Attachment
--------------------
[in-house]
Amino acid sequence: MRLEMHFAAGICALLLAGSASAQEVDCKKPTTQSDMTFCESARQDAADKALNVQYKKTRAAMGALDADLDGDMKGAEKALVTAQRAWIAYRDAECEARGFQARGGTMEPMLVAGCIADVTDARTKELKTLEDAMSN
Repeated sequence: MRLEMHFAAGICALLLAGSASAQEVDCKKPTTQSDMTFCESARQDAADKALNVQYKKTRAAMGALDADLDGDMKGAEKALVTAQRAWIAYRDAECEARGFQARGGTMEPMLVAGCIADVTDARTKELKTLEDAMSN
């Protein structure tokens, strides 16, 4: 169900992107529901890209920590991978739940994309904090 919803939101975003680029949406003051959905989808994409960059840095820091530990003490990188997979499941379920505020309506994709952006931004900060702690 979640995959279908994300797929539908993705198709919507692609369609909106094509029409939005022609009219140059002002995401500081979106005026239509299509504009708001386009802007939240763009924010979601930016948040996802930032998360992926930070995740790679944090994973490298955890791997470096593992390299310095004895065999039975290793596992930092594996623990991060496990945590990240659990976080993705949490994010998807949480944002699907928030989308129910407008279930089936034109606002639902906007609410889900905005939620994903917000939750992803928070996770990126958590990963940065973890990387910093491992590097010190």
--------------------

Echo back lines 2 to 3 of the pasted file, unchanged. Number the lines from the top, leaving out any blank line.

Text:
Amino acid sequence: MRLEMHFAAGICALLLAGSASAQEVDCKKPTTQSDMTFCESARQDAADKALNVQYKKTRAAMGALDADLDGDMKGAEKALVTAQRAWIAYRDAECEARGFQARGGTMEPMLVAGCIADVTDARTKELKTLEDAMSN
Repeated sequence: MRLEMHFAAGICALLLAGSASAQEVDCKKPTTQSDMTFCESARQDAADKALNVQYKKTRAAMGALDADLDGDMKGAEKALVTAQRAWIAYRDAECEARGFQARGGTMEPMLVAGCIADVTDARTKELKTLEDAMSN